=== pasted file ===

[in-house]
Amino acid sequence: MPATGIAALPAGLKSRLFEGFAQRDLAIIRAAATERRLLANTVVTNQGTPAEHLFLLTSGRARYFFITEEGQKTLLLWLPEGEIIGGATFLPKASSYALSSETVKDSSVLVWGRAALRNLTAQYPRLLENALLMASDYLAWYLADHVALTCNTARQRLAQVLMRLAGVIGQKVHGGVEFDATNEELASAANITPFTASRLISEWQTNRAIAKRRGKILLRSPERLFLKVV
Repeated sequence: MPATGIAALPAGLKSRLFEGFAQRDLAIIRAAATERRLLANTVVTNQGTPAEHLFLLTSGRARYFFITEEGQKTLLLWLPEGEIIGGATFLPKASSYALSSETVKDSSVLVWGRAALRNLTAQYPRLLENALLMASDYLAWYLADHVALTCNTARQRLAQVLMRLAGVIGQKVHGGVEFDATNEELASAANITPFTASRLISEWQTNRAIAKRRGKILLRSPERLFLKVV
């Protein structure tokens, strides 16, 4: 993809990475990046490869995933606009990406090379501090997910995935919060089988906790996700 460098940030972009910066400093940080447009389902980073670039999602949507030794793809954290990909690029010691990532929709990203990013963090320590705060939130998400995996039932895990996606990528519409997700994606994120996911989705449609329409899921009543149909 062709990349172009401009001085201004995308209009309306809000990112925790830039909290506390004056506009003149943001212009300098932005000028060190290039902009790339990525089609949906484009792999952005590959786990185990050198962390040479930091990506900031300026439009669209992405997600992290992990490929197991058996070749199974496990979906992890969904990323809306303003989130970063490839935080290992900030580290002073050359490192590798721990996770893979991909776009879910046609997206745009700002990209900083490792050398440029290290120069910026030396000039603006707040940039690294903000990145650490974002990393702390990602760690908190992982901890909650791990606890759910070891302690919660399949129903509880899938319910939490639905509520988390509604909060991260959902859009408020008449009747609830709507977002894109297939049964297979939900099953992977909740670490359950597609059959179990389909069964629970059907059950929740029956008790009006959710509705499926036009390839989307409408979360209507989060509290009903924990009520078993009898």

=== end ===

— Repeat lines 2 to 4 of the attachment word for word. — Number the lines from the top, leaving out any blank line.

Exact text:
Amino acid sequence: MPATGIAALPAGLKSRLFEGFAQRDLAIIRAAATERRLLANTVVTNQGTPAEHLFLLTSGRARYFFITEEGQKTLLLWLPEGEIIGGATFLPKASSYALSSETVKDSSVLVWGRAALRNLTAQYPRLLENALLMASDYLAWYLADHVALTCNTARQRLAQVLMRLAGVIGQKVHGGVEFDATNEELASAANITPFTASRLISEWQTNRAIAKRRGKILLRSPERLFLKVV
Repeated sequence: MPATGIAALPAGLKSRLFEGFAQRDLAIIRAAATERRLLANTVVTNQGTPAEHLFLLTSGRARYFFITEEGQKTLLLWLPEGEIIGGATFLPKASSYALSSETVKDSSVLVWGRAALRNLTAQYPRLLENALLMASDYLAWYLADHVALTCNTARQRLAQVLMRLAGVIGQKVHGGVEFDATNEELASAANITPFTASRLISEWQTNRAIAKRRGKILLRSPERLFLKVV
């Protein structure tokens, strides 16, 4: 993809990475990046490869995933606009990406090379501090997910995935919060089988906790996700 460098940030972009910066400093940080447009389902980073670039999602949507030794793809954290990909690029010691990532929709990203990013963090320590705060939130998400995996039932895990996606990528519409997700994606994120996911989705449609329409899921009543149909 062709990349172009401009001085201004995308209009309306809000990112925790830039909290506390004056506009003149943001212009300098932005000028060190290039902009790339990525089609949906484009792999952005590959786990185990050198962390040479930091990506900031300026439009669209992405997600992290992990490929197991058996070749199974496990979906992890969904990323809306303003989130970063490839935080290992900030580290002073050359490192590798721990996770893979991909776009879910046609997206745009700002990209900083490792050398440029290290120069910026030396000039603006707040940039690294903000990145650490974002990393702390990602760690908190992982901890909650791990606890759910070891302690919660399949129903509880899938319910939490639905509520988390509604909060991260959902859009408020008449009747609830709507977002894109297939049964297979939900099953992977909740670490359950597609059959179990389909069964629970059907059950929740029956008790009006959710509705499926036009390839989307409408979360209507989060509290009903924990009520078993009898």